May God Heal Us This Shavuot

Photo by eyelyas via Pixabay (CC0 Creative Commons)

Most Jews don’t even believe in God, or they’re agnostic. I think a lot of them don’t even know they’re Jews (it goes by the mother). But I was raised to be very, very religious, and I’m not anymore.

I mean I sort of am, but not totally. Not enough for the modern Orthodox yeshiva person, certainly. Maybe enough to let me in to the conversation — from a significant distance.

You leave there and you can’t go back anymore. And although I am mostly happy with my choices, every once in a while a deep feeling of sadness overtakes me. And it’s not something I can easily explain to you.

There is this shul we go to, every once in a while. The tunes are the same as when I was young. Just enough that I can sing them, and follow without too much trouble.

The rabbi and his wife, I think, pretend not to know that I’m not “really” religious. After all I know the words and I wear the long, sweeping skirt to the floor, when I go there.

But there is a veil in that shul, an invisible dividing line. Everyone on the one side of it, who’s part of it and never questioned or left, knows every other one. And you can join the club if you renounce your past life and take everything on without question. Even the things which aren’t necessary, the things which make no sense to you — just because the community decrees it.

I left all of that a long time ago. The fabric is on the cutting room floor. And every Shavuot I have to ask myself, as we receive the Torah again and I am standing there as I supposedly did on Mount Sinai, what portion of that book is really left for me?

In real life I try to be a good person. I’ve taken on a cause, have I mentioned that? Human trafficking and child sexual abuse. Did you know how many kids, including Jewish kids, suffered from it? Probably not.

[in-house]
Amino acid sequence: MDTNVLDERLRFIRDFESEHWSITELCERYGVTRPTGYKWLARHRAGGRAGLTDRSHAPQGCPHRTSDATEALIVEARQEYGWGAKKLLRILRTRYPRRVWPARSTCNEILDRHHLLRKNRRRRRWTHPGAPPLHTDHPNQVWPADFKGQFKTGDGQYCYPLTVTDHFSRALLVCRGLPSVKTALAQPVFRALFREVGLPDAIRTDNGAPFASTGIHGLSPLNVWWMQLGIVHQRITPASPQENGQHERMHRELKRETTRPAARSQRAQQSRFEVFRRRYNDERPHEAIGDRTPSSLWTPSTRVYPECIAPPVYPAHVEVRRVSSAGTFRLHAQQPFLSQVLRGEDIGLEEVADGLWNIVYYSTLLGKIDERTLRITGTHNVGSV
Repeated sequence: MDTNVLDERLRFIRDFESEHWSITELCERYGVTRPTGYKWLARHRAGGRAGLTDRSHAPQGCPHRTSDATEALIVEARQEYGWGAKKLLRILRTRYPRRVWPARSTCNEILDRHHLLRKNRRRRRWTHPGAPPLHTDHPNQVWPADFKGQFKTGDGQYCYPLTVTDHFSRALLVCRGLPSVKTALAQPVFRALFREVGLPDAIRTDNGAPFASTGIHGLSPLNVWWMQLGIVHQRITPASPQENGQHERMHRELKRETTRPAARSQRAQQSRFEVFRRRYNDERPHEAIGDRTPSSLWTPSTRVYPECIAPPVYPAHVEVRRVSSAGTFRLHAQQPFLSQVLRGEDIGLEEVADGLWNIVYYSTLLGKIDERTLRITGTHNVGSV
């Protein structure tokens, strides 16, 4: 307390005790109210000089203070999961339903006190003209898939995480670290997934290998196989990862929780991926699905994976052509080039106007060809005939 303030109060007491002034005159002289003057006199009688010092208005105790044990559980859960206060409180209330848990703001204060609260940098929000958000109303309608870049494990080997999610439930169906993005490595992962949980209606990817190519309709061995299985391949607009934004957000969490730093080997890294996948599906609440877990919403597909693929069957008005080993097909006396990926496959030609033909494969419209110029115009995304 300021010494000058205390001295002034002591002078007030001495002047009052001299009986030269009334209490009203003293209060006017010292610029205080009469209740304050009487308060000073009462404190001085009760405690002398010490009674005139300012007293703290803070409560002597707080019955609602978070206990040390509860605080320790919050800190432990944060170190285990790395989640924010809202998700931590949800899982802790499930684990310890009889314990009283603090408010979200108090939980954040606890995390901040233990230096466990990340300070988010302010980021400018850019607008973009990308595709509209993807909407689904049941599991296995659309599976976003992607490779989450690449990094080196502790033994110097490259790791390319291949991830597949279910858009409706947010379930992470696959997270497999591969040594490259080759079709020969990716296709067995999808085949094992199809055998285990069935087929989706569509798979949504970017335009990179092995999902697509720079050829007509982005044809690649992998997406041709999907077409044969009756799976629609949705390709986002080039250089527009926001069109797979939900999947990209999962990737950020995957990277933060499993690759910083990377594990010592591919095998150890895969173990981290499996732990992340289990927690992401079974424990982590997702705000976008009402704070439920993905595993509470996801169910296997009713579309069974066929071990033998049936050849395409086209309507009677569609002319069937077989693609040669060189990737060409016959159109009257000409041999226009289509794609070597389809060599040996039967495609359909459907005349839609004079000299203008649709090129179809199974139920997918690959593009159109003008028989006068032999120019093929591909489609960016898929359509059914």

But it doesn’t make up for the void in my heart. It doesn’t heal the cracks. And even if I wanted to go back to some semblance of “that,” whatever I was supposed to have learned growing up, it wouldn’t really work for me.

I don’t fit in anywhere.

The rabbi read the Ten Commandments in shul (synagogue) today, not once but twice. I listened with intent, and reflected on how little I know of even those few instructions after all these years.

Here’s the main one, as far as I’m concerned: “I am God.” Everywhere I go, and everything I do, involves and rotates around that central, basic commandment. To know that God is real.

Building on that, I’ve been listening to other people a lot more this year. It’s been hard to get out of my own head, and empathize with their experiences. But every time I do it — every time I put down my own helmet of preconceptions and just listen to what others are saying — it is so damn worth it.

God, I selfishly ask You for healing this year. Draw me closer to You. Help me to know and understand Your commandments better, so I can do a better job of observing them.

Help me to be more empathetic to people, and in doing so to help them heal, so they can also draw closer to You.

I can’t go back to being innocent. I wish I could; it makes me cry; I just did not understand things back then.

If I could go back to my younger self, and hold her hand, I would explain to her that God gives us many tests of faith. And that one of them is encountering other Jews who are resolutely, determinedly evil — despite their social standing and superficial observance of the commandments.

But that isn’t going to happen. What’s done is done and over.

And frankly, whatever I’ve been through, it’s far less bad than so many others.

God, this Shavuos please heal us. So we can accept your Torah wholly, and be Holy for you.

The way a newborn infant is.

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Copyright 2018 by Dr. Dannielle Blumenthal. All opinions are the author’s own. Photo by eyelyas via Pixabay (CC0 Creative Commons).